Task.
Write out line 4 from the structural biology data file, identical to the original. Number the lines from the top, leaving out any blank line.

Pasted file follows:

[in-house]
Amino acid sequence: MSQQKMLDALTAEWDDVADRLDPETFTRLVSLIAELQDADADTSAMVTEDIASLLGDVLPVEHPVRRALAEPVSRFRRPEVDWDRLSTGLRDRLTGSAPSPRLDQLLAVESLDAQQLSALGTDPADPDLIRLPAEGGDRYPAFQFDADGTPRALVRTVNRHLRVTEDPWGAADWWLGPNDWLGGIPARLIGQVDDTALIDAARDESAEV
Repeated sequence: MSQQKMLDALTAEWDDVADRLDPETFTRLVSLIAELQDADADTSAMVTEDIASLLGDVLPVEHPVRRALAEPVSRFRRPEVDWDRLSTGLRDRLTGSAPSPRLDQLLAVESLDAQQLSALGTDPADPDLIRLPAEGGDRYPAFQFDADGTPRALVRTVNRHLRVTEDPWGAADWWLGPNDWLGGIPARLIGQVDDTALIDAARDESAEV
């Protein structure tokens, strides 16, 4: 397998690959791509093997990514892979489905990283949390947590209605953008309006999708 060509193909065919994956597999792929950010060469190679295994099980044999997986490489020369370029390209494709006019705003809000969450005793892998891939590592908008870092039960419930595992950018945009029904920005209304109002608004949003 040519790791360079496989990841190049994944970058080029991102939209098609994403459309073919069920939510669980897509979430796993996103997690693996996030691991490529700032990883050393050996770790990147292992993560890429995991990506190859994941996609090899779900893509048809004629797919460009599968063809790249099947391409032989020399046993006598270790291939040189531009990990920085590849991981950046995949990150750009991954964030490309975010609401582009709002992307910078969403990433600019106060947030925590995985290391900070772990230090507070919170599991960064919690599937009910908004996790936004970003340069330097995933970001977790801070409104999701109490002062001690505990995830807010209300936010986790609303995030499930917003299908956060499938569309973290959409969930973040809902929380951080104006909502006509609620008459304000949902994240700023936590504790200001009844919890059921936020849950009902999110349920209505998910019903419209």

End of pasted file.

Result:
């Protein structure tokens, strides 16, 4: 397998690959791509093997990514892979489905990283949390947590209605953008309006999708 060509193909065919994956597999792929950010060469190679295994099980044999997986490489020369370029390209494709006019705003809000969450005793892998891939590592908008870092039960419930595992950018945009029904920005209304109002608004949003 040519790791360079496989990841190049994944970058080029991102939209098609994403459309073919069920939510669980897509979430796993996103997690693996996030691991490529700032990883050393050996770790990147292992993560890429995991990506190859994941996609090899779900893509048809004629797919460009599968063809790249099947391409032989020399046993006598270790291939040189531009990990920085590849991981950046995949990150750009991954964030490309975010609401582009709002992307910078969403990433600019106060947030925590995985290391900070772990230090507070919170599991960064919690599937009910908004996790936004970003340069330097995933970001977790801070409104999701109490002062001690505990995830807010209300936010986790609303995030499930917003299908956060499938569309973290959409969930973040809902929380951080104006909502006509609620008459304000949902994240700023936590504790200001009844919890059921936020849950009902999110349920209505998910019903419209």